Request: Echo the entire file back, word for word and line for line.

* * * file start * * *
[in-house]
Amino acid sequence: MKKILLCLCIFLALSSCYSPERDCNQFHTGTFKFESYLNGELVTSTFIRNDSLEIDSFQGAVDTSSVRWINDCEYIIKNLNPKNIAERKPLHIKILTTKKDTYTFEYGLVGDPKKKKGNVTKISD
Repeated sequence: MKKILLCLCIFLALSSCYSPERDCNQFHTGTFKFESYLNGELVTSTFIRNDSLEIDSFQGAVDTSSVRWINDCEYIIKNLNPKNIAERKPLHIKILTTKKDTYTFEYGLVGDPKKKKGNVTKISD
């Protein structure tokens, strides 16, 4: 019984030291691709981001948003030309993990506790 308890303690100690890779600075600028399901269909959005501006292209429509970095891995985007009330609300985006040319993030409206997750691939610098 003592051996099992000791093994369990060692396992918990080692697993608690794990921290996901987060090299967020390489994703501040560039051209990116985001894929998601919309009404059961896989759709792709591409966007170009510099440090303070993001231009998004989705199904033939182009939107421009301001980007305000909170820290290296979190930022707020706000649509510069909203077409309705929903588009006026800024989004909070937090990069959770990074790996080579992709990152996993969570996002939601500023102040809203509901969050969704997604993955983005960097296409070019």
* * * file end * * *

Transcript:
[in-house]
Amino acid sequence: MKKILLCLCIFLALSSCYSPERDCNQFHTGTFKFESYLNGELVTSTFIRNDSLEIDSFQGAVDTSSVRWINDCEYIIKNLNPKNIAERKPLHIKILTTKKDTYTFEYGLVGDPKKKKGNVTKISD
Repeated sequence: MKKILLCLCIFLALSSCYSPERDCNQFHTGTFKFESYLNGELVTSTFIRNDSLEIDSFQGAVDTSSVRWINDCEYIIKNLNPKNIAERKPLHIKILTTKKDTYTFEYGLVGDPKKKKGNVTKISD
């Protein structure tokens, strides 16, 4: 019984030291691709981001948003030309993990506790 308890303690100690890779600075600028399901269909959005501006292209429509970095891995985007009330609300985006040319993030409206997750691939610098 003592051996099992000791093994369990060692396992918990080692697993608690794990921290996901987060090299967020390489994703501040560039051209990116985001894929998601919309009404059961896989759709792709591409966007170009510099440090303070993001231009998004989705199904033939182009939107421009301001980007305000909170820290290296979190930022707020706000649509510069909203077409309705929903588009006026800024989004909070937090990069959770990074790996080579992709990152996993969570996002939601500023102040809203509901969050969704997604993955983005960097296409070019």